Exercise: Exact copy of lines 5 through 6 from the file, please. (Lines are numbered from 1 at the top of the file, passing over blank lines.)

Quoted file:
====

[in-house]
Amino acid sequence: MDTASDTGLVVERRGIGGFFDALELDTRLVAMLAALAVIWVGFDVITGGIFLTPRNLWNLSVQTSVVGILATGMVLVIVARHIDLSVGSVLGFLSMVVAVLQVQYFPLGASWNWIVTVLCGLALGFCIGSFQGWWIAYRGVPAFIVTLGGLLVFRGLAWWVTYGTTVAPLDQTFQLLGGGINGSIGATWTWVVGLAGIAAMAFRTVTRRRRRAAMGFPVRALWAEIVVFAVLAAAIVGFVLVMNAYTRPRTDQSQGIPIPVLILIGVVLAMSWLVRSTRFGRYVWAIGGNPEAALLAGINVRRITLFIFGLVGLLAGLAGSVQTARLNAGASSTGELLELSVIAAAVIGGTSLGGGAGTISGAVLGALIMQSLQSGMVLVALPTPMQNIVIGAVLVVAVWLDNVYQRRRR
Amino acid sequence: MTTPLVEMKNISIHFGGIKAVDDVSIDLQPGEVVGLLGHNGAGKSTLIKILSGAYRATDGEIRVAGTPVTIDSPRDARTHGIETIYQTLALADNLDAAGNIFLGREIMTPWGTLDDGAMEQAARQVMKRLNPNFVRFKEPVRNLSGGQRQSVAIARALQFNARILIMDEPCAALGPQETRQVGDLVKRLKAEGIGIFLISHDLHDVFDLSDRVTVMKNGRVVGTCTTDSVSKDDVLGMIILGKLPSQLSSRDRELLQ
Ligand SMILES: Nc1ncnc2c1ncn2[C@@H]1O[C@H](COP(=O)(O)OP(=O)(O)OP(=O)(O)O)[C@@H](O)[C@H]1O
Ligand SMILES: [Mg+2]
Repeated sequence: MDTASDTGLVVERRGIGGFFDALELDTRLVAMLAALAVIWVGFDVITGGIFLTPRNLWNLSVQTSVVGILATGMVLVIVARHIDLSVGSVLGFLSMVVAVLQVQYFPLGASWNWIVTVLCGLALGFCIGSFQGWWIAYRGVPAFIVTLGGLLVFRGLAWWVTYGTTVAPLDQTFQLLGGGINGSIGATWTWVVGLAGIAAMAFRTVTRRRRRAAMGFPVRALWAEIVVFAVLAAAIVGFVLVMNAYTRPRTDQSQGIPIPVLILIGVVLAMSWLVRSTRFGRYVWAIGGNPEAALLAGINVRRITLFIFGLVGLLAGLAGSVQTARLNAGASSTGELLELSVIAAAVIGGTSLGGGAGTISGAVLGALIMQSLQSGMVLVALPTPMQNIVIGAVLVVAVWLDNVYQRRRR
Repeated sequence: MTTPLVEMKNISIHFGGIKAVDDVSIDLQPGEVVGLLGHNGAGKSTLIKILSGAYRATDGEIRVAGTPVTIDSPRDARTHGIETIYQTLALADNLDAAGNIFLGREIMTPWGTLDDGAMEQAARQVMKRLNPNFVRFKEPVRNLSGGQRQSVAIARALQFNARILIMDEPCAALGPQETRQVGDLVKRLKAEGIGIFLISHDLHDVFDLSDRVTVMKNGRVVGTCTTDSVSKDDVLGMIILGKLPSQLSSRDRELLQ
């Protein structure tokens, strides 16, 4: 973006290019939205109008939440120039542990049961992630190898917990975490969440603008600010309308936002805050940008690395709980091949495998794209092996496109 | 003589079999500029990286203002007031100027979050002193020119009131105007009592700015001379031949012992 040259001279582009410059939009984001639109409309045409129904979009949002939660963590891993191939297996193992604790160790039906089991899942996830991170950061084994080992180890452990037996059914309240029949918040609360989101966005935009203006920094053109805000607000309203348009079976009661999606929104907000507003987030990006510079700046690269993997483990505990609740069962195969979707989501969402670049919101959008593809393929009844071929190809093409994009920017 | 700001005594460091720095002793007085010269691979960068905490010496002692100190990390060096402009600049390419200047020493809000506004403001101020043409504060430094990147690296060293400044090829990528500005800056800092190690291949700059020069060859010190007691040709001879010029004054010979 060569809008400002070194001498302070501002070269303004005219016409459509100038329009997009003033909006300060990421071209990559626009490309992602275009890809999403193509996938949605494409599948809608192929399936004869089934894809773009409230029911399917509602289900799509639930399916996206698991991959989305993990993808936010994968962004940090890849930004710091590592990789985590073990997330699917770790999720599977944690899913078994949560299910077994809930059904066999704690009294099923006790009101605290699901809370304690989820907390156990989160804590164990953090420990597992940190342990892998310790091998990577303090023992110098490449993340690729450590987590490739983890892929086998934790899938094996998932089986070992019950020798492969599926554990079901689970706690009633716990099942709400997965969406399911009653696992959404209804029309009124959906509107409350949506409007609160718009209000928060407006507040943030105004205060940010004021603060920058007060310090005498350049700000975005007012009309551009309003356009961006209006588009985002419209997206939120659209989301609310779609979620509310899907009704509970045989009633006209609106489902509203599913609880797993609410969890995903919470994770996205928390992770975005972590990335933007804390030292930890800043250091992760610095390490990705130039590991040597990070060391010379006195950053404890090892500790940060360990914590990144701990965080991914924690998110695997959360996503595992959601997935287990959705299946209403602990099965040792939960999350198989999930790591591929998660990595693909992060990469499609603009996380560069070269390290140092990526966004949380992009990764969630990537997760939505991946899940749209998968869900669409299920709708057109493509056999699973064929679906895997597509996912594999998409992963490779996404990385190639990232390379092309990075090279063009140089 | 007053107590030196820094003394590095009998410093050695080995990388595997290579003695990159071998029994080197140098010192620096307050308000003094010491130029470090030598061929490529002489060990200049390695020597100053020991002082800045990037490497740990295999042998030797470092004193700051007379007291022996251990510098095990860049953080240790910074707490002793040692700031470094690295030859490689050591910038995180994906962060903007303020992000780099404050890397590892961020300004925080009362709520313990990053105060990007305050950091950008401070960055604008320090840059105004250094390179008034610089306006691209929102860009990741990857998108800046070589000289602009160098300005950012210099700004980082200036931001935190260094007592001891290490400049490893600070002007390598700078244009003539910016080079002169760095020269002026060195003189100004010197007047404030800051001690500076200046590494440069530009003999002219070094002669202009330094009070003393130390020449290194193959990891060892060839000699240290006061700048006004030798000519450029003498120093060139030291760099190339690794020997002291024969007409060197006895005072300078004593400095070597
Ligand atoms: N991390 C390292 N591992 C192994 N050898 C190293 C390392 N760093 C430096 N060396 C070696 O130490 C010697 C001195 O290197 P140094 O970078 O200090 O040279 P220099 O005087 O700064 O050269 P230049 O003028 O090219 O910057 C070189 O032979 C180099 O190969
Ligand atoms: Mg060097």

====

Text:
Ligand SMILES: [Mg+2]
Repeated sequence: MDTASDTGLVVERRGIGGFFDALELDTRLVAMLAALAVIWVGFDVITGGIFLTPRNLWNLSVQTSVVGILATGMVLVIVARHIDLSVGSVLGFLSMVVAVLQVQYFPLGASWNWIVTVLCGLALGFCIGSFQGWWIAYRGVPAFIVTLGGLLVFRGLAWWVTYGTTVAPLDQTFQLLGGGINGSIGATWTWVVGLAGIAAMAFRTVTRRRRRAAMGFPVRALWAEIVVFAVLAAAIVGFVLVMNAYTRPRTDQSQGIPIPVLILIGVVLAMSWLVRSTRFGRYVWAIGGNPEAALLAGINVRRITLFIFGLVGLLAGLAGSVQTARLNAGASSTGELLELSVIAAAVIGGTSLGGGAGTISGAVLGALIMQSLQSGMVLVALPTPMQNIVIGAVLVVAVWLDNVYQRRRR